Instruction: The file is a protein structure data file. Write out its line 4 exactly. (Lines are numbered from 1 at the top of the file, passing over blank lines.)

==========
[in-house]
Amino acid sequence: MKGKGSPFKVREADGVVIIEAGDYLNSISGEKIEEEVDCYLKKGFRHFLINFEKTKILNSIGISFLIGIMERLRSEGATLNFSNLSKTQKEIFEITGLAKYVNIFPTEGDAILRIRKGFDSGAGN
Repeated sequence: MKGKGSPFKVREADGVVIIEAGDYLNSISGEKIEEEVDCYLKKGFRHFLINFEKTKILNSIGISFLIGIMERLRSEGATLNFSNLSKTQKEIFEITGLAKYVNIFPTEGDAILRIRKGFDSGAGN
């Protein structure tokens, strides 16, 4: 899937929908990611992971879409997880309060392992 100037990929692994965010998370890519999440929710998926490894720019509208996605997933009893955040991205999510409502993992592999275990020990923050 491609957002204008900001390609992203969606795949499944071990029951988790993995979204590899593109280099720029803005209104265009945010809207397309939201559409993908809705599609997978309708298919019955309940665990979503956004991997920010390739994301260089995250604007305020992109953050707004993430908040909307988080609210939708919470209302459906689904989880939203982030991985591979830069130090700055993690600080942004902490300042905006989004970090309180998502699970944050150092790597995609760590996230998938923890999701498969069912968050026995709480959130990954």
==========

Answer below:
């Protein structure tokens, strides 16, 4: 899937929908990611992971879409997880309060392992 100037990929692994965010998370890519999440929710998926490894720019509208996605997933009893955040991205999510409502993992592999275990020990923050 491609957002204008900001390609992203969606795949499944071990029951988790993995979204590899593109280099720029803005209104265009945010809207397309939201559409993908809705599609997978309708298919019955309940665990979503956004991997920010390739994301260089995250604007305020992109953050707004993430908040909307988080609210939708919470209302459906689904989880939203982030991985591979830069130090700055993690600080942004902490300042905006989004970090309180998502699970944050150092790597995609760590996230998938923890999701498969069912968050026995709480959130990954």